What is Land Acknowledgement?

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A land acknowledgment is an act of conciliation, a statement that recognizes indigenous
people as the traditional stewards of the lands.

“When approached humbly, in authentic consultation with indigenous
people as equals, land acknowledgments can help pave the way to honouring
those with whom we share this land”

-Selena Mills

Hilltop Montessori School, in the work for understanding biases, confronting racism and
any other form of discrimination, has committed to acknowledging the land of the
Abenaki people as a first step to initiate historical reparation and decolonizing history in
our community. For the last two years, our Head of School has dedicated time to
initiating most of our meetings with a land acknowledgment. In the beginning it felt
strange, perhaps because it was something unusual for us. Perhaps because it has not
been part of the “tradition”, or because the history books did not consider this practice
as part of the history of those who have inhabited this land before European colonizers.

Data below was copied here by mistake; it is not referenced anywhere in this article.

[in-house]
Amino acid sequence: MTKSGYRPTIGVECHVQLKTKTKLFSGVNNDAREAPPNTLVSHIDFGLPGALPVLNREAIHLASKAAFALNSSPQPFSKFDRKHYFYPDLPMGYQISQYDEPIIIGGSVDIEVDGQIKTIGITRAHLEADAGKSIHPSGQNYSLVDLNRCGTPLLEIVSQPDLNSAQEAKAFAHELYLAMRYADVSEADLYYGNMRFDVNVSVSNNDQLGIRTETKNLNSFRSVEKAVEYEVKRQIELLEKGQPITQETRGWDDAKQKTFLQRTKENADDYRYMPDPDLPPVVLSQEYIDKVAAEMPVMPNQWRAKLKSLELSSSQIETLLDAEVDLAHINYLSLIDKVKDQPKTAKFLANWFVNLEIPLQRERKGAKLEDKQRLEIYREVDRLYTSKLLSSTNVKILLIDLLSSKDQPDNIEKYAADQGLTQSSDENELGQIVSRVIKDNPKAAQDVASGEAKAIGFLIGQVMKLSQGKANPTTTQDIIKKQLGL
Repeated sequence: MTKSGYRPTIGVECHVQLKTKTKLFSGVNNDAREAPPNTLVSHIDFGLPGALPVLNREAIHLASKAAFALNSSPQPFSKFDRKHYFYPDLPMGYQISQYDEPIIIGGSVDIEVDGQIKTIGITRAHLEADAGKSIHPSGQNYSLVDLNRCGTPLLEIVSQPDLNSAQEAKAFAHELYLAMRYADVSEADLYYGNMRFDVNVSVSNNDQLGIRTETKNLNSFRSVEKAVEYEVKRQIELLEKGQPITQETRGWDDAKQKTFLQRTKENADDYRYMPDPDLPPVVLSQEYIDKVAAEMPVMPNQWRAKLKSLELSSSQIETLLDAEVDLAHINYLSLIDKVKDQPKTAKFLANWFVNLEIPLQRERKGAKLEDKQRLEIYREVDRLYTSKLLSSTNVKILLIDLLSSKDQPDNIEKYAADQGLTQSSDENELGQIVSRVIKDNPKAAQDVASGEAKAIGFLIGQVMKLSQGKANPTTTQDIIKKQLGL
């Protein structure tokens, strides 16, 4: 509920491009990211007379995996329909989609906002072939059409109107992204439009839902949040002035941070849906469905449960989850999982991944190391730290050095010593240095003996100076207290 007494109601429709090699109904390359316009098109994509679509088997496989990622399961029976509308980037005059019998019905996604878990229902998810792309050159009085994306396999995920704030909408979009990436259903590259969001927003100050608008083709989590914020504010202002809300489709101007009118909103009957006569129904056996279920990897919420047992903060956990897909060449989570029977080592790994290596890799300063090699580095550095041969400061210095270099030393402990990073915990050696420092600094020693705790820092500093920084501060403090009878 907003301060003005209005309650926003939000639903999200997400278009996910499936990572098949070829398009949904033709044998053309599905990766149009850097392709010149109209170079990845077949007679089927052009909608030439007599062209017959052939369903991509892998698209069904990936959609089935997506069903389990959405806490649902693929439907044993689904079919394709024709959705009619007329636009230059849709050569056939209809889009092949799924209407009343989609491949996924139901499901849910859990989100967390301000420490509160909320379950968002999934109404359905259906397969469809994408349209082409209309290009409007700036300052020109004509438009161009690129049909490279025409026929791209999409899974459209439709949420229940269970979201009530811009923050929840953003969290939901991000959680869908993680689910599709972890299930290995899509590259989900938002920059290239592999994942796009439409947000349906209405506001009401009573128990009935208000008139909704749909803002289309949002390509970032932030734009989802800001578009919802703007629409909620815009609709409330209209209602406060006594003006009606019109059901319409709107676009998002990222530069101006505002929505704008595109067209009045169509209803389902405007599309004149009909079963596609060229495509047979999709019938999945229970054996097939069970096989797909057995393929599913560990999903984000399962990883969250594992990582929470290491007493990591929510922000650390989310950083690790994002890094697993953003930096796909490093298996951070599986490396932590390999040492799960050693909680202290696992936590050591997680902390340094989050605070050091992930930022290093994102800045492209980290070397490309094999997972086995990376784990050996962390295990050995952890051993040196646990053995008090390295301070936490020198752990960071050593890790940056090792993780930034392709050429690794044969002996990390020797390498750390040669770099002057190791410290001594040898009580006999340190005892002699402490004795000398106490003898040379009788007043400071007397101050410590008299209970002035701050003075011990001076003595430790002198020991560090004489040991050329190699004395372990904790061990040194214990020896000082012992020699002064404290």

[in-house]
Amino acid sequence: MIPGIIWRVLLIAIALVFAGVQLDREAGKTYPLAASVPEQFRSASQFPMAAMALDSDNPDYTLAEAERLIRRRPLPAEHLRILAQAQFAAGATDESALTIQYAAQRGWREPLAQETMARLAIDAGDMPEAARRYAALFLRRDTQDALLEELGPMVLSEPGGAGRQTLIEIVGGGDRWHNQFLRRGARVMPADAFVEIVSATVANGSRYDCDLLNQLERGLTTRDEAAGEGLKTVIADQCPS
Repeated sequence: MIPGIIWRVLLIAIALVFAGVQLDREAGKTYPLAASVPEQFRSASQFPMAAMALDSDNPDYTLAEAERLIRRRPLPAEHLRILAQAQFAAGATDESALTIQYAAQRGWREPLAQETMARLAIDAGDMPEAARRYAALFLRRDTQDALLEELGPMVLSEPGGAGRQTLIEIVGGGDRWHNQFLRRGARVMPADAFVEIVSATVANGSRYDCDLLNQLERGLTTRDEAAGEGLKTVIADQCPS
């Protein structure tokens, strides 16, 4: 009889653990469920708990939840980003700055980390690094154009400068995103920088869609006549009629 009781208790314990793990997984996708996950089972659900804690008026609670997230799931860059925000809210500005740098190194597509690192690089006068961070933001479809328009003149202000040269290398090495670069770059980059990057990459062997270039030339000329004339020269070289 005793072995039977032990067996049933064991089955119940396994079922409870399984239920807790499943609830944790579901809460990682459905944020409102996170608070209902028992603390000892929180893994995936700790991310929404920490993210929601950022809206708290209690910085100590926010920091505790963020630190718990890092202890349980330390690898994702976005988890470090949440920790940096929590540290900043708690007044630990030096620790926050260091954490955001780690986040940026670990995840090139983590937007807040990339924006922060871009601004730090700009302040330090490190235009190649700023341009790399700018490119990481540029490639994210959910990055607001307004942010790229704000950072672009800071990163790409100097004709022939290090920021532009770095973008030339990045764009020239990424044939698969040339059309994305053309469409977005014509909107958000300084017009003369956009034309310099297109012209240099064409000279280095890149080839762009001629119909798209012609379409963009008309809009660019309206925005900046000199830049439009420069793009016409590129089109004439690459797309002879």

The awareness for understanding and hearing the voices of indigenous people is
starting to echo in our everyday teaching practices. For us, it began with a simple but
courageous act of stepping forward and acknowledging their existence and the
injustices made towards them. We know that this is an important act to include in our
daily life, but we also know that there is more work that needs to be done.
This week, I met with some of the programs to discuss Indigenous Peoples’ Day and
the historical accounts that are still perpetuating bias and racist ideas in our school and
society. Sharing our thoughts and ideas, curating our classroom libraries, sharing
classroom experiences about redirecting students when using improper concepts,
reflecting on our childhood awareness in the context of indigenous people’s presence,
asking for feedback, experiencing vulnerability, and constructing possible lessons to
share with students and families were some of the points to share from this week’s
Next week, I’ll be meeting with the rest of the programs to continue exploring and
discussing our bias, and reflecting and constructing new approaches for continuing
decolonizing historical narratives.